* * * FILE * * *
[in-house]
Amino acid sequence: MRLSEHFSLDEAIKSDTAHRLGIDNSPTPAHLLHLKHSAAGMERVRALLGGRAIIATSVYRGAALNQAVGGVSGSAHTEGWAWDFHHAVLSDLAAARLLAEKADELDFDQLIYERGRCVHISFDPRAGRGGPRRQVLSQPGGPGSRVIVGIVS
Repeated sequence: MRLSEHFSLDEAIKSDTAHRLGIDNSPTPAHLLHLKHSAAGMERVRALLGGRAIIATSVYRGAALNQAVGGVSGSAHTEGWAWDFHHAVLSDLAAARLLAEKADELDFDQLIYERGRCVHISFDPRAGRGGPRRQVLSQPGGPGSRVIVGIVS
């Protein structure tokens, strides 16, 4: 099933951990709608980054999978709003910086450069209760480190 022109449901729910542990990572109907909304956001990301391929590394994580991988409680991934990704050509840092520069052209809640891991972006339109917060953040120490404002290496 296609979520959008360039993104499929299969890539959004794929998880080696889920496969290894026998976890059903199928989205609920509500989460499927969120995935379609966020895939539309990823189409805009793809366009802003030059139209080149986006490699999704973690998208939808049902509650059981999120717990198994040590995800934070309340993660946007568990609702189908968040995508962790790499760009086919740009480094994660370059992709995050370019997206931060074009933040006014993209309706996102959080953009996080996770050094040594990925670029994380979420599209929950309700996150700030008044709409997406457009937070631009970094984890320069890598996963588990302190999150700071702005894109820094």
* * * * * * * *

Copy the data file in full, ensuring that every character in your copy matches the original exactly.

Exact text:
[in-house]
Amino acid sequence: MRLSEHFSLDEAIKSDTAHRLGIDNSPTPAHLLHLKHSAAGMERVRALLGGRAIIATSVYRGAALNQAVGGVSGSAHTEGWAWDFHHAVLSDLAAARLLAEKADELDFDQLIYERGRCVHISFDPRAGRGGPRRQVLSQPGGPGSRVIVGIVS
Repeated sequence: MRLSEHFSLDEAIKSDTAHRLGIDNSPTPAHLLHLKHSAAGMERVRALLGGRAIIATSVYRGAALNQAVGGVSGSAHTEGWAWDFHHAVLSDLAAARLLAEKADELDFDQLIYERGRCVHISFDPRAGRGGPRRQVLSQPGGPGSRVIVGIVS
């Protein structure tokens, strides 16, 4: 099933951990709608980054999978709003910086450069209760480190 022109449901729910542990990572109907909304956001990301391929590394994580991988409680991934990704050509840092520069052209809640891991972006339109917060953040120490404002290496 296609979520959008360039993104499929299969890539959004794929998880080696889920496969290894026998976890059903199928989205609920509500989460499927969120995935379609966020895939539309990823189409805009793809366009802003030059139209080149986006490699999704973690998208939808049902509650059981999120717990198994040590995800934070309340993660946007568990609702189908968040995508962790790499760009086919740009480094994660370059992709995050370019997206931060074009933040006014993209309706996102959080953009996080996770050094040594990925670029994380979420599209929950309700996150700030008044709409997406457009937070631009970094984890320069890598996963588990302190999150700071702005894109820094």